Gillibrand wants Farm Bill amendment to help struggling dairy farmers
Press Release, U.S. Kirsten Gillibrand
Washington, DC – U.S. Senator Kirsten Gillibrand, a member of the Senate Agriculture Committee, today proposed an amendment to this year’s Farm Bill that would require the U.S. Department of Agriculture (USDA) Secretary Sonny Perdue to authorize $300 million in emergency relief funding for dairy farmers immediately.
Dairy farmers across New York are suffering from historically low dairy prices and are forced to shoulder an increasing amount of debt in order to continue operating their farms. This funding would be authorized through the USDA Commodity Credit Corporation (CCC). The USDA has the authority to provide direct financial assistance to struggling agricultural industries, and last month, Gillibrand called on the USDA to utilize this authority once more for dairy farmers in New York and across the country.
After receiving a negative response from the USDA, Gillibrand is now introducing an amendment to the Farm Bill to require the USDA to assist New York dairy farmers during this crisis. This authority was used most recently in 2016 and 2018 to support and protect cotton farmers.
“Dairy farms are at the heart of New York’s rural economy, but milk prices are so low that more than 1,200 dairy farms have shut down in just the last decade, and many more are on the brink of failing. This is a crisis right in our own backyard,” said Senator Gillibrand. “I’m proud to introduce this amendment to require the USDA to immediately provide financial assistance to our dairy producers. I want this emergency funding to go directly to the farmers who need it, so they can keep producing milk without going bankrupt. The USDA should do the right thing and give our dairy farmers the help they need now.”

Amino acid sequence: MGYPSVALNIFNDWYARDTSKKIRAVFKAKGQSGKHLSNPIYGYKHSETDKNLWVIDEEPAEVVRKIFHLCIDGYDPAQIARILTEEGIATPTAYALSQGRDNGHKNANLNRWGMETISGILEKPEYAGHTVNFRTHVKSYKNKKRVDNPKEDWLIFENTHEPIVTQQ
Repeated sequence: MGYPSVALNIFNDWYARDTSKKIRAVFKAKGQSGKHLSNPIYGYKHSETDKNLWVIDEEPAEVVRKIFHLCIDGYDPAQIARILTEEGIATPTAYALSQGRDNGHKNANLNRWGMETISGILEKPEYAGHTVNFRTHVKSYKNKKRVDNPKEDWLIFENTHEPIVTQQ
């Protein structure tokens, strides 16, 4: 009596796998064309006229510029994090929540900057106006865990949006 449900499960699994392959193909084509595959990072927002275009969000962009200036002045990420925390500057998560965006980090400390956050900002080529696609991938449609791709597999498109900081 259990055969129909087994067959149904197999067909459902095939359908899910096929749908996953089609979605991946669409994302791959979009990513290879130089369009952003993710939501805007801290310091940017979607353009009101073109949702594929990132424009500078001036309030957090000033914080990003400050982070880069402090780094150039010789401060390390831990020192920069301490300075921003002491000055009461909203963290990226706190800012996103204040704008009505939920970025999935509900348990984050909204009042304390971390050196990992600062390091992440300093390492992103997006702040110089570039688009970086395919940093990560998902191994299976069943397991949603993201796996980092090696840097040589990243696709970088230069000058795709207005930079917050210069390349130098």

Dairy farmers could receive $8,000 on average directly from the USDA if Gillibrand’s amendment were to be included in this Farm Bill. New York is the third-largest dairy producing state, with more than 4,400 dairies producing nearly 15 billion pounds of milk each year. These farms are the bedrock of the agricultural economy and rural communities throughout the state. Every dollar of on-farm milk sale generates $2.29 in the local economy, and for every full-time worker on a dairy farm, another 1.5 jobs are created in other parts of the food industry.